The Trump proposal would lower the marginal effective tax rate (METR)3 on new investment for pass-through entities from 19.1 percent to 10.9 percent, or a net drop of 8.2 percentage points.  Corporations would see their METR on new investment decline 10.2 percentage points (from 25.7 to 15.9 percent).

However, while the METR on equity-financed corporate investments would decline from 32.5 to 18.9 percent, the METR on debt-financed corporate investment would actually increase from -6.2 to 4.8 percent – stemming largely from the reduced value of interest deductibility with a lower corporate tax rate.

The Trump plan would increase the number of households paying no income tax (as opposed to payroll tax) from 77 million to 110 million, or from 44 percent to 63 percent of total households.  The average tax cut across the board would be $5,100 in 2017, while the average tax cut for the top 1 percent would be $275,257.

The impact of the Trump plan on economic growth varies, depending partly on whether these tax cuts are offset by spending cuts or financed.  If offset, the TPC estimates discretionary federal spending would have to be reduced by 82 percent in 2025 or Medicare and Social Security by 41 percent.  Since Trump has indicated he intends to increase military spending and protect entitlement programs, the prospects for soaring deficit spending loom large.  If these shortfalls are financed, independent research and the TPC suggest the impact on economic growth would be net negative.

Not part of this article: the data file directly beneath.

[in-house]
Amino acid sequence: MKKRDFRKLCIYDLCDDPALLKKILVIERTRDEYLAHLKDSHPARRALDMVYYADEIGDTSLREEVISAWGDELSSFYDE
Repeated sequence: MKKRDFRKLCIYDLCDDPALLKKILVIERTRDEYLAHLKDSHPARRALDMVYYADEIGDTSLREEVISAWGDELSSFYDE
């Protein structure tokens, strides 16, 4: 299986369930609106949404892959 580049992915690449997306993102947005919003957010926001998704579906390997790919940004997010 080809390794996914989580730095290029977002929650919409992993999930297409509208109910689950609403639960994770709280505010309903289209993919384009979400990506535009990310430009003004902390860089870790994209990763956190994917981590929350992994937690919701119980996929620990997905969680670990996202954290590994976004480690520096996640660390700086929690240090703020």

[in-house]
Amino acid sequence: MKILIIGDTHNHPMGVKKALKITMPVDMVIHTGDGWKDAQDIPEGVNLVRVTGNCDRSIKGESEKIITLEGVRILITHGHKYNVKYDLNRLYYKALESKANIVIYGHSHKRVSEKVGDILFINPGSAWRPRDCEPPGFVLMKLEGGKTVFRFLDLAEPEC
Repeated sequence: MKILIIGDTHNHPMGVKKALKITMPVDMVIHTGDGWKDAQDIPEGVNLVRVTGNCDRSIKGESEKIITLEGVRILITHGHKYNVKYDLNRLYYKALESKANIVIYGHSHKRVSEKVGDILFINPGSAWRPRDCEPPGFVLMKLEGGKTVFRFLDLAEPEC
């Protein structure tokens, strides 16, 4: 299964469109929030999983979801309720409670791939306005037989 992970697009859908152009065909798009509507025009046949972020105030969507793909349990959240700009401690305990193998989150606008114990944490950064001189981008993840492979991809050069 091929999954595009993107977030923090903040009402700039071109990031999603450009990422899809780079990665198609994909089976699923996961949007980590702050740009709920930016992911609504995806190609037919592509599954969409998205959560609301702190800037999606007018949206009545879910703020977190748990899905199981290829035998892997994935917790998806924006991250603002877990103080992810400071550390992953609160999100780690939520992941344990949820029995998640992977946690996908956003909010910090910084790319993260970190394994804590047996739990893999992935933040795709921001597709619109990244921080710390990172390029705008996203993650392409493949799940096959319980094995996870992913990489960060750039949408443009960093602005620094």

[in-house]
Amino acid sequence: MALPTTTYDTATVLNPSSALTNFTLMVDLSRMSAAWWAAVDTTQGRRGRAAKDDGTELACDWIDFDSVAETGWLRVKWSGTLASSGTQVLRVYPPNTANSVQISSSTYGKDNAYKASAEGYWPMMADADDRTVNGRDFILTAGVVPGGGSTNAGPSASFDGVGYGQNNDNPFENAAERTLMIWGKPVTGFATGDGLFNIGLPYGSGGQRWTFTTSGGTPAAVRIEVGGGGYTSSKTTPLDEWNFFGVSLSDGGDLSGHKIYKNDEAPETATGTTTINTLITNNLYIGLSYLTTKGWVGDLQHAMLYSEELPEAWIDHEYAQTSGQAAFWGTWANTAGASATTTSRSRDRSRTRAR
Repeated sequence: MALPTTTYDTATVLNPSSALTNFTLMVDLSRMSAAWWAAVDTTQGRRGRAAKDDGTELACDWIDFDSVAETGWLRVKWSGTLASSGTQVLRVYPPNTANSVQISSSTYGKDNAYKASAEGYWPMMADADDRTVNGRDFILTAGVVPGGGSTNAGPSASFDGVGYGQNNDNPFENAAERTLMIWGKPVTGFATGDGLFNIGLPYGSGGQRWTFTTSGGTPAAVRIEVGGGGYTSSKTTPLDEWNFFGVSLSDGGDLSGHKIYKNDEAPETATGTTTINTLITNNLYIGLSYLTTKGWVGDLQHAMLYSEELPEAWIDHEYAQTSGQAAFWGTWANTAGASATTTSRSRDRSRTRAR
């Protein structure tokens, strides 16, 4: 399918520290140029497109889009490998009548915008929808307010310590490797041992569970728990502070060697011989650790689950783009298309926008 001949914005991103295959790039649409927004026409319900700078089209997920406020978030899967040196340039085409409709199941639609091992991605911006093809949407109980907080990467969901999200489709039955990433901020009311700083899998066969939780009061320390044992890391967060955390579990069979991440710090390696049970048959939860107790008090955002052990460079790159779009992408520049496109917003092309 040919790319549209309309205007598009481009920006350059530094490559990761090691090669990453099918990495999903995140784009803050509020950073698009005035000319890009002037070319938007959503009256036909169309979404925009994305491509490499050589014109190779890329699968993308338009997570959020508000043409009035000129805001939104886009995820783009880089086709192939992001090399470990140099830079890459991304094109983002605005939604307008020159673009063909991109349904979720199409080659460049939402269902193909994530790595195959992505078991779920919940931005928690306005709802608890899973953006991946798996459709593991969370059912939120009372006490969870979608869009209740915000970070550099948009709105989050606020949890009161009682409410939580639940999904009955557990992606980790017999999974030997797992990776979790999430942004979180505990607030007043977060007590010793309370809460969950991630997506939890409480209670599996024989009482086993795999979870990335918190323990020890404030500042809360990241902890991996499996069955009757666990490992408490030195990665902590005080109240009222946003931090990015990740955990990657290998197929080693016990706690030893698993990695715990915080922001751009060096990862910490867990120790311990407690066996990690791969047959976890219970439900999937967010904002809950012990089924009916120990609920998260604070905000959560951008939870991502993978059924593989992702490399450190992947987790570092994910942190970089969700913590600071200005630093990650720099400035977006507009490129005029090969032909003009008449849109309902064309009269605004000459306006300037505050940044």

The prospects for $11.2T in new national debt over the next 10 years (including interest) must be particularly alarming to the Tea Party members of Congress who were elected over the last three election cycles on a balanced budget platform.

1Jackie Calmes, “Analysts Question Viability of Deep Tax Cuts Proposed by Republican Candidates”, NYT, February 22, 2016.

2Tax Policy Center, “An Analysis of Donald Trump’s Tax Plan”, Urban Institute and Brookings Institution, December 22, 2015.

3METR is a forward-looking measure of the impact of the tax system on the rate of return of a hypothetical marginal (i.e., just break-even) investment project.